Its ST classification also makes this tire perfect for large RVs, such as Class As and Class Cs. In fact, its double steel belts ensure my towed vehicle will not sway when navigating a curve. I can go 70 MPH with my fifth wheel without causing it to swerve like a pendulum.
The rubber is something else. I could tell it is different from others I have used because of its advanced formulation. The treads have an ingenious pattern for exceptional traction while ensuring better fuel economy.
The best part about these RV tires is their proven performance. I have seen multiple RV-ers saying they have had these tires in their motorhomes and travel trailers for at least ten years.
5. Westlake SL309 Traction Radial Tire
Choosing the right tires for motorhome vehicles and travel trailers can be challenging, especially for newbies. What they need are reliable and affordable tires without being pure knock-offs. In that case, the Westlake SL309 should be worth considering.
First of all, the tire’s speed is Q, which is a lot better than an M-rating. I could drive my truck up to 99 miles per hour without worrying about bursting my rubber. Of course, putting these tires on a travel trailer is a different story. I would never go beyond 60, even if I am on open roads and tugging a heavy load.
I am also surprised at how deep the treads of this tire are. Now I know why the brand put the “Traction” label in the name. It emphasizes the rubber’s exceptional road-hugging capabilities, ensuring RV drivers will have outstanding control of their vehicles on the pavement.
The sidewall is also stiffer and thicker than most tires I have seen. RV owners will never worry about tearing their tires or puncturing their rubbers unless, of course, intentional. The pair of high-strength steel belts sandwiching a double polyester cord also improves the tire’s strength, enhancing its shape retention capabilities.
6. Goodyear Wrangler Fortitude HT All-Season Radial Tire
As the first Goodyear RV tires product on this list, it’s no surprise the Goodyear Wrangler Fortitude HT All-Season Radial Tire is a product worthy of the reputation the brand has cultivated.
In being so, there are many things about these tires that I adore. For example, the lower rolling resistance tread that increases your RV’s fuel efficiency is a must have for any class A RV owners.
After all, any way you can avoid your RV costing you a fortune in gas is a plus. These tires will also keep your trip as quiet as humanly possible thanks to Goodyear’s high importance put on your RV’s ride quality.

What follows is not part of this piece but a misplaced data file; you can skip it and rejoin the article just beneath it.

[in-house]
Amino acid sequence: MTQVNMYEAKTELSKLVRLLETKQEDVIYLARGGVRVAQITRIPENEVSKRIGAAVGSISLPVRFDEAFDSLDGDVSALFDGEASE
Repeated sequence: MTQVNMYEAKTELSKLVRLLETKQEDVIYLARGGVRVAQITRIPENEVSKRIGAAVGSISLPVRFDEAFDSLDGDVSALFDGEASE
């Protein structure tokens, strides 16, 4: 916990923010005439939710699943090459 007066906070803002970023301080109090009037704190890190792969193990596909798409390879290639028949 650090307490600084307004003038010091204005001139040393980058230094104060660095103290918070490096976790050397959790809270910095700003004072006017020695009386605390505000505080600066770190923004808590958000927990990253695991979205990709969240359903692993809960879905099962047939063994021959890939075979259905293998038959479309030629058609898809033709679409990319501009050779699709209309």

As mentioned before, you can’t overestimate the impact reducing as much noise as possible can have on the quality of an RV trip: a quiet, smooth ride down the highway is much better than a bumpy, loud one.
Moreover, these tires get excellent traction on highways; therefore, you won’t encounter the nightmare that is a bumpy ride going down the road in an RV. And it all comes at an affordable price.
However, the affordable price comes at a cost, as these tires come in a limited number of sizes. This lack of size option becomes a bit of a problem, especially, if you’re like me and the dimensions listed don’t meet your particular sizing needs.
7. Michelin XPS RIB Truck Radial Tire
The Michelin RV Trailer Tires are extremely viable, worthwhile options for any RV owner looking for new tires. The first thing about these tires that stands out is the practicality.
In other words, it’s remarkable how many sizes and vehicles these tires can fit. I’d doubt there’s an RV out there that can’t find an appropriate size of these tires for their particular needs.
Besides loving them being extremely practical, there’s also the sturdy, durable steel casing that’s another incredible feature. In fact, this steel casting ensures the tire’s wear life will be longer; therefore, guaranteeing your tire will last a long time.
It also can have quite the positive effect on your wallet by employing a low rolling resistance that enhances fuel economy. Anytime a tire can help reduce the hit an RV has on our bank accounts is an incredible benefit.
Furthermore, the tread design ensures these tires will have no problem keeping up with the rigorous schedule I have planned for my RV. I wouldn’t expect to have any issues with this tire from a performance standpoint.
Along the same lines, its steel reinforced construction makes sure this tire is as reliable/sturdy as it needs to be for the job it’s required to do. All in all, this product is a stable, no-nonsense item that will adequately perform it’s intended purpose well.
Special Trailer Tires (Fifth Wheel Trailers, Travel Trailers)
8. Goodyear Unisteel G614 RST Radial Tire
The Goodyear Unisteel RST Radial Tire is an ST tire that represents the pinnacle of RV tires with its ability to handle the needs of even the most significant trailer applications such as a fifth wheel trailer. The material it’s made with allows it to withstand the pressure apply from even the most demanding trailers.
Besides the material it’s made with, there are multiple things I love about this product. For example, the road’s conditions have little to no effect on the traction garnered by these tires.
As someone who intends to drive my RV through some rainstorms, this is a benefit I can’t see myself passing up. Also, I love the fact they keep the tire’s temperature down with its shallow tread patterns.